This is a monthly series where we highlight performances from the film and streaming universe that caught our eye. Since Film Companion watches widely, we decided to curate this list to foreground exceptional work, even if these actors did not have the proverbial spotlight on them.
Aneethi captures the inner battles and sufferings of Thirumeni aka Thiru (Arjun Das), a young delivery guy who suffers from depression and obsessive compulsive disorder, wherein he has recurrent thoughts of killing people. In a way, this Vasanthabalan directorial delves deep into the psyche of Thiru. Sometimes you see him murdering someone, with his rage and vengeance on full display, but it is actually happening in his head. So we immediately cut back to reality, where we see Thiru clenching his jaw and controlling his emotions. He is always hesitant, and forms words with pauses, somewhat upset about himself. But when he sees his girlfriend, his facial muscles relax and there is a certain calmness Arjun brings to the character in this scene. However, when his girlfriend blames him for murder purely because he suffers from the disorder, Arjun swaps his character’s suppressed anger, shyness and hesitation for a blank expression; as if with this betrayal, nothing matters anymore. Even if the sudden changes in Thiru’s actions during the climax are hard to buy, Arjun ably makes us feel his myriad emotions.
Streaming Platform: Netflix
As Assistant Sub-inspector Amarpal Jasjit Garundi, Barun Sobti brings in both the brash extrajudicial violence that is required of a police officer in Punjab solving a crime that has more questions than answers, and a softness from the intensity of a personal life that is both twisted and lonely — he is sleeping with his sister-in-law, and remains unmarried. When he finally finds a woman he is able to settle down with, it is a gorgeous reprieve. The way he responds to her entrepreneurial work at a “nail bar” is both innocent and biting; the way he stands on his bike, looking at her walking away into that nail bar, with that promise of a banal life, is both hopeful and terrifying. Can the life he wants, for once, not elude him?
It’s always a little disorienting – and concerning – when we see veteran superstars, dashing in their heyday, look like pale and fading shadows of themselves on the big screen. How much of it is real and how much fictional? How much of it is acting and how much is being? In that sense, watching a quivering Dharmendra play a wheelchair-bound and dementia-afflicted man in Rocky Aur Rani Kii Prem Kahani feels strange at first. He looks worryingly in character. But ultimately, this inspired piece of casting breaks through our illusion, and informs our experience of Karan Johar’s old-but-new family melodrama. Dharmendra’s mannerisms as Kanwal, a man dismissed by everything but love, might have come across as cringey and dated in any other film (read: Rajesh Khanna in the latter portions of Swarg (1990)). But the context and pitch of this film channels the actor’s hammy presence to create a very poignant character, who even summons the waterworks with his final few dialogues. There’s not a dry eye in the hall towards the end. It’s hard not to appreciate the humility of the man himself, in a role so shorn of masculinity and strength and coolth and everything that he was once famous for.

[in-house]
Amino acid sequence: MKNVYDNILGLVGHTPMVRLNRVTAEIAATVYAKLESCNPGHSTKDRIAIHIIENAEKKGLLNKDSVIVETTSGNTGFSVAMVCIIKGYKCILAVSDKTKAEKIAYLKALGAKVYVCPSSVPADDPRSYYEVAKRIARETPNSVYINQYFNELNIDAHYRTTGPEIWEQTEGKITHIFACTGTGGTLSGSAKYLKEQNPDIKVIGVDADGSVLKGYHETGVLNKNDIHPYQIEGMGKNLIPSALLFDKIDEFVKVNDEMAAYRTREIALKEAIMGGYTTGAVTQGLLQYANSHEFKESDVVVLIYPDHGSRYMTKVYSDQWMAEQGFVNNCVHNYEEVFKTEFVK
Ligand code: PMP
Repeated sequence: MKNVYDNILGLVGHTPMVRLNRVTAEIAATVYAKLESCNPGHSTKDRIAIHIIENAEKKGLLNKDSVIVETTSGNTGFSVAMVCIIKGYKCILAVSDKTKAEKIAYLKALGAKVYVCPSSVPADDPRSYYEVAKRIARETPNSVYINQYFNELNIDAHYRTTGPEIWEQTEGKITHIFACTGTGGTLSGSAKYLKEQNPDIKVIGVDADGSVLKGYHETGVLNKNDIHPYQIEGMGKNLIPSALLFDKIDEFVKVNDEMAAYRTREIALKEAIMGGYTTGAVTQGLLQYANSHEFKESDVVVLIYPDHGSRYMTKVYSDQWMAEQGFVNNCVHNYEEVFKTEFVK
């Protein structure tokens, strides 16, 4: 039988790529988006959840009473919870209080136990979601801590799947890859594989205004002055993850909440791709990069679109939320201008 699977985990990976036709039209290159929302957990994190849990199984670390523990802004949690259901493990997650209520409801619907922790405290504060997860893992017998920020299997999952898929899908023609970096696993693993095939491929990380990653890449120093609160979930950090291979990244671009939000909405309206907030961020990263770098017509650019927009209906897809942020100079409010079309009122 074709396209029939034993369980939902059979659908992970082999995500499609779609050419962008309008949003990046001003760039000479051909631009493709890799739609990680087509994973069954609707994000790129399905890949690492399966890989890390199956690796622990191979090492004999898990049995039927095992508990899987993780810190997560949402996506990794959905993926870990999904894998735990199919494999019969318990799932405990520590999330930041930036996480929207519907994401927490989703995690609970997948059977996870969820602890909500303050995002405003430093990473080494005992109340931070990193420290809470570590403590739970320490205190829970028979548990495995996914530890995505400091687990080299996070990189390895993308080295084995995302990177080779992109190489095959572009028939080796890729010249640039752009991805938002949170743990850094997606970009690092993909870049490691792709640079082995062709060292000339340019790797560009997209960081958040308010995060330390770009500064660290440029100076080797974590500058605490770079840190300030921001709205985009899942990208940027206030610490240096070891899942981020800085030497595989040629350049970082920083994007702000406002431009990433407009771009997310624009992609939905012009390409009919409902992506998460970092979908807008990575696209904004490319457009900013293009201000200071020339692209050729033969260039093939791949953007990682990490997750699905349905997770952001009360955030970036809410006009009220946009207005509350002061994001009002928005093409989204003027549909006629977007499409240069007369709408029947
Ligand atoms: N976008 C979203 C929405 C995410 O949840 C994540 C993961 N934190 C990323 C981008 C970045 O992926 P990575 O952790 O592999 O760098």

To watch Ranveer Singh’s performance in Rocky Aur Rani Kii Prem Kahani is to see what charm can twist you into loving. He is given a drastic arc — from not knowing West Bengal is in the east of India to singing “Ekla Cholo” among a throng of very Bengali elite. The charm of his performance is that you are with him throughout the arc — even when he is silly, goofy, wrong, troubled, and definitely when he swings progressive values in his favor and performs a kathak performance that strikes a hot hammer over any demands of conventional masculinity. It is not just lust that his character evokes — but, unmistakably, there is that, too. It is also this sense of reaching into the screen to want to hold him. A gym-boy himbo of the finest kind.
Streaming Platform: Netflix
Suvinder Vicky is a familiar name for those who have watched offbeat Punjab films like Meel Patthar (2020) and Chauthi Koot (2015), but playing the protagonist in Kohrra might just be the actor’s breakout performance. As the grizzled and seemingly unflappable sub-inspector Balbir Singh, who ties his turban with neat precision and whose personal life is unraveling, Vicky is a revelation. Balbir is someone others look up to, unaware of the terrible secrets he carries deep within himself. Haunted by the past and struggling with the present, this broken patriarch is torn between his better instincts and the toxicity of being a man and police officer in Punjab.
Streaming Platform: Jio Cinema
For an actor who made his mark playing a rookie cop (in Amit Kumar’s Monsoon Shootout), it’s ironic that Vijay Varma has become Hindi cinema’s go-to talent for portraits of criminal men-next-door and toxic masculinity (Dahaad, Darlings, She, Pink, even Gully Boy). But he comes full circle in Kalkoot, a police procedural in which he plays a small-town sub-inspector who almost gets derailed by his own Good Guy image. Unlike in the beginning of his career, Varma actually toys with our perception of his edgy own-screen image in the way he conveys the moral and sociocultural conflict of this protagonist. He thinks he’s a nice man by virtue of not being bad like the acid-chucking perpetrator he’s seeking, but there’s always a sense that he’s doing the world a favor by being more woke and educated than the rest. The series is far from perfect, often succumbing to its own examination of the male gaze and violence against women, but Varma keeps it afloat with this deceptively layered performance.